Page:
Uncertainty is the most certain thing.
Uncertainty is the most certain thing seen in the financial markets these days. Economic data and outlook, inflation numbers, and central banks’ decisions create a chaotic situation. In the week ahead, with central banks meeting in China and New Zealand, PMI numbers from European countries, and Personal Spending data from the US, we will get a brighter outlook on global economic condition.
1- PBoC Interest Rate Decision – Monday
Week starts with the interest rate decision meeting of the People’s Bank of China. We expect no change in interest rates for this week’s meeting, which should be a positive sign for Chinese stock markets but not for its currency. In the last meeting, PBoC did not change its 3.65% interest rates but added $73 billion in cash to the Chinese banking system.
2- Eurozone PMIs – Tuesday
Recently published data showed that gas and, in general, energy prices have slowed a bit in the past several months. It is expected that European companies have used this opportunity and increase their activities. Manufacturing activities expect to rise, but PMI numbers will still be under expansionary territory, while Service activities can continue the growth above the 50-level. By avoiding a recession in Q4 2022, we can now be less worried about the 2023 recession. However, we still expect a recession this year, but it can be short and soft. These data can help the euro to gain some strength.
3- UK PMIs – Tuesday
For the same reasons as the European Union, we expect to see improving economic conditions and activities. Especially with recent labor market data and the surprise fall in jobless claims, we hope for better-than-expected PMI numbers. Both manufacturing and Service PMIs are expected to grow under the expansionary territory. Estimated data can help the UK stock markets to gain more this week.
4- Canada Inflation – Tuesday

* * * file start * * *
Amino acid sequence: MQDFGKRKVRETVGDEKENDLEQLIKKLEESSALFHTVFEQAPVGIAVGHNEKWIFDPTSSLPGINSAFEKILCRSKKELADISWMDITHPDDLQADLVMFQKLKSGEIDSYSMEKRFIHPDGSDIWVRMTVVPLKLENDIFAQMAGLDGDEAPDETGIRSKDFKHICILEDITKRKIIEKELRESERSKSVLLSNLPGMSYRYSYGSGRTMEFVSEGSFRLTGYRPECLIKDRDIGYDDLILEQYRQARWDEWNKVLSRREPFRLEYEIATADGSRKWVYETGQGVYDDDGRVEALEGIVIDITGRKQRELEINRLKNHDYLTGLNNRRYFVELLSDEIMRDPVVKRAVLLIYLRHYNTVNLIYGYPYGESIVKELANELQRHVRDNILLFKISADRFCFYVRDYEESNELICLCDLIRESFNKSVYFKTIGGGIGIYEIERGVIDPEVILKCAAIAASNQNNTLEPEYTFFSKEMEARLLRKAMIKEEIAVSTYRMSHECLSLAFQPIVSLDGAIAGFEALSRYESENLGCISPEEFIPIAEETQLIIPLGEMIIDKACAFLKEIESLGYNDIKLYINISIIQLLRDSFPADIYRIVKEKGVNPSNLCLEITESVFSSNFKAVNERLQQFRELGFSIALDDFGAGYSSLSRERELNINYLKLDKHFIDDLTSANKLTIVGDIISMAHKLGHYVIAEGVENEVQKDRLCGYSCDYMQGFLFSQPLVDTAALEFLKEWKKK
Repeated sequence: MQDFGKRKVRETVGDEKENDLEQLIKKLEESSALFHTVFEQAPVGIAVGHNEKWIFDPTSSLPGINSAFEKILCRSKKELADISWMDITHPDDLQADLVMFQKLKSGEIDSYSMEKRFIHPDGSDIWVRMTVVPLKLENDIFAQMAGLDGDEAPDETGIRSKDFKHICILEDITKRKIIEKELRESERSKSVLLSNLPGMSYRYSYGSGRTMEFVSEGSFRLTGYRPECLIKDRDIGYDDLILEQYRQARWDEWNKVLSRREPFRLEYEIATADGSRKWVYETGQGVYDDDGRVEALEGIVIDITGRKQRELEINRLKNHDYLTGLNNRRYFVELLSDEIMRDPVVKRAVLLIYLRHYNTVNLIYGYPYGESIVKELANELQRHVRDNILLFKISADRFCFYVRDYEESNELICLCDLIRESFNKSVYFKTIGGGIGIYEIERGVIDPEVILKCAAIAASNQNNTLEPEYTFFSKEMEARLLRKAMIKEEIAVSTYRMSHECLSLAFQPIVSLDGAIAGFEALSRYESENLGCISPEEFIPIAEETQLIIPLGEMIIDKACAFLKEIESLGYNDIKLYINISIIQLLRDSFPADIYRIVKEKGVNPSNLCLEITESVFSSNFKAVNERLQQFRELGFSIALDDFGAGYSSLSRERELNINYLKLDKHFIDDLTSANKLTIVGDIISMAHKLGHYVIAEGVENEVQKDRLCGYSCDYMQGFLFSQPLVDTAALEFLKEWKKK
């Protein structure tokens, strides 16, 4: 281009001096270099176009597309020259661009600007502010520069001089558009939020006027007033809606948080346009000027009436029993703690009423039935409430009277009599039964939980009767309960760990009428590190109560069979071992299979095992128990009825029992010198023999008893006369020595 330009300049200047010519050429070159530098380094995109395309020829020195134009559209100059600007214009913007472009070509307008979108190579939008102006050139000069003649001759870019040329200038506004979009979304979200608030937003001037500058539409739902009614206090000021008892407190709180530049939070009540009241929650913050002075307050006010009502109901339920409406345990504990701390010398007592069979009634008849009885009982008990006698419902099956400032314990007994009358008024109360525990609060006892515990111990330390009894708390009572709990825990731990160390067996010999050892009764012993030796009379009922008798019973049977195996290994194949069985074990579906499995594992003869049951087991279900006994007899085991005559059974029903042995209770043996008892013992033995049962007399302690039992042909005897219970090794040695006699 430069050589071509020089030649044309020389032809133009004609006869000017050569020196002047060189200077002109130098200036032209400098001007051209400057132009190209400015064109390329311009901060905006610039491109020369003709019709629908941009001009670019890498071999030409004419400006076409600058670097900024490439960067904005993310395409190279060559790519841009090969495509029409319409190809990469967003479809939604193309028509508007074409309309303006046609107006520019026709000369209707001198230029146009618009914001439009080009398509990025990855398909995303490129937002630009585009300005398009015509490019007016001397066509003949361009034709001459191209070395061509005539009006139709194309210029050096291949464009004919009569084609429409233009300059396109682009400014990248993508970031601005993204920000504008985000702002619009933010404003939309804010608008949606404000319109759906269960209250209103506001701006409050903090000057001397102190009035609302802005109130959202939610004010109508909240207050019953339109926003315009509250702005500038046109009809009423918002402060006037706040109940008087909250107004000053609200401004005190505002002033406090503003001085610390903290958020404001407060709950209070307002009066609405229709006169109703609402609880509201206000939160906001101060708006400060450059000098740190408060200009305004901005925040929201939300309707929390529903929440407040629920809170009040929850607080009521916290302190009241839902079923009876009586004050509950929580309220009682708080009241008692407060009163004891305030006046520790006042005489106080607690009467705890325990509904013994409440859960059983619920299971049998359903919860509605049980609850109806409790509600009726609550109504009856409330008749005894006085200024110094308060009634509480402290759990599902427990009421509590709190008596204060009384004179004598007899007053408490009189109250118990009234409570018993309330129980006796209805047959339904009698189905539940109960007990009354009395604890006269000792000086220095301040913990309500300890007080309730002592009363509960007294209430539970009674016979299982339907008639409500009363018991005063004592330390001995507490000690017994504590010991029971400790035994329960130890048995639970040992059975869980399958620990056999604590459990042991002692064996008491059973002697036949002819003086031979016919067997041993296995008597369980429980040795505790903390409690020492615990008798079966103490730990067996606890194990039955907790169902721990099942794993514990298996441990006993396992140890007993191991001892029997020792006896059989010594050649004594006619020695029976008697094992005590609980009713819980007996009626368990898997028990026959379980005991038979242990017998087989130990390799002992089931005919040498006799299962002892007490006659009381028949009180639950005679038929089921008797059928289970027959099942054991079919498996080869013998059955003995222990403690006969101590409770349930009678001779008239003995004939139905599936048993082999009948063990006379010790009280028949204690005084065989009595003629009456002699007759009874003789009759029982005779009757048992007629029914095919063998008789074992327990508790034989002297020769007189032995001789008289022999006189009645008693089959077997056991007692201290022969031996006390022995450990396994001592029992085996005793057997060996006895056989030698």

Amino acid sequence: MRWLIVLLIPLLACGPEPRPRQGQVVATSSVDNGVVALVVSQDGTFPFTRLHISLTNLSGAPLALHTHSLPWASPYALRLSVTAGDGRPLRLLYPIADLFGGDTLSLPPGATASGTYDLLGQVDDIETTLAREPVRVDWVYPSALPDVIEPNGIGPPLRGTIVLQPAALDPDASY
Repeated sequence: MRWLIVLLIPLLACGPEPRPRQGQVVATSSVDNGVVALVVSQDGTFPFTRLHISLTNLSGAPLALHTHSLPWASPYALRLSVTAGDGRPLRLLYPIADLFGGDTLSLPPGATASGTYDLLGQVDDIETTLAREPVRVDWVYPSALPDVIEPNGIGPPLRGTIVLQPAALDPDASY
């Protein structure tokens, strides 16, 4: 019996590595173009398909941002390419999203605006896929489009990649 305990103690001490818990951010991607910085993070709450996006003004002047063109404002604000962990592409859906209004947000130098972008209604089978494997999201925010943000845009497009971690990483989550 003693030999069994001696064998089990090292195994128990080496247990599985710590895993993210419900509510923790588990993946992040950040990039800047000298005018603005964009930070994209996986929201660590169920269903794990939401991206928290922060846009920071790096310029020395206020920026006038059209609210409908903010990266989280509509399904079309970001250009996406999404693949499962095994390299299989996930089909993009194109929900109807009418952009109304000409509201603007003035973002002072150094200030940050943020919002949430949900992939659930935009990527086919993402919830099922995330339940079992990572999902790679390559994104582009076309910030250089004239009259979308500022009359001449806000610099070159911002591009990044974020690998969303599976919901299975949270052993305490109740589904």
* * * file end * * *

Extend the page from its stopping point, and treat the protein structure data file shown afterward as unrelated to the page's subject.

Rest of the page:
Busy Tuesday continues with another essential data. Recently inflationary data from Canada have been encouraging. After slowing inflation in December to 6.3%, we expect headline inflation to slow down further to 6.0% in January. The Bank of Canada (BoC) already announced that its monetary tightening cycle ended with a final 25 bps hike to 4.50%. For now, we do not expect changes in Canadian Monetary policies, but these data can support the Canadian dollar.
5- RBNZ meeting – Wednesday
New Zealand inflation is still high, and RBNZ has room to raise the rates. Therefore, we expect another 50-bps rate hike in this meeting to increase the introductory rates to 4.75%. With inflation at 7.2% and economic data we have so far from New Zealand, RBNZ rates can increase up to 5.25% in the following meetings. These expected decisions will favor the Kiwi.
6- US Home Sales – Tuesday & Friday
Looking back at the 2022 data shows that New and Existing home sales fell by 26.6% and 34% compared to a year ago. Nevertheless, we could see some recovery signals in the last two months of 2022. We expect the recent positive reading in home sales to carry over into January, but the likely growth will be very mild. These desired data will favor the US dollar.
7- US Personal Income and Spending – Friday
And finally, the Key data of the week. After raising both consumer and producer inflation numbers in January, now eyes will be on the Fed’s preferred measure of inflation. We expect a growth in nominal personal income up 0.8% in January. And about January’s spending, we expect 2.0% raise. Desired data will raise inflation fear and can hold pressure on US stock markets.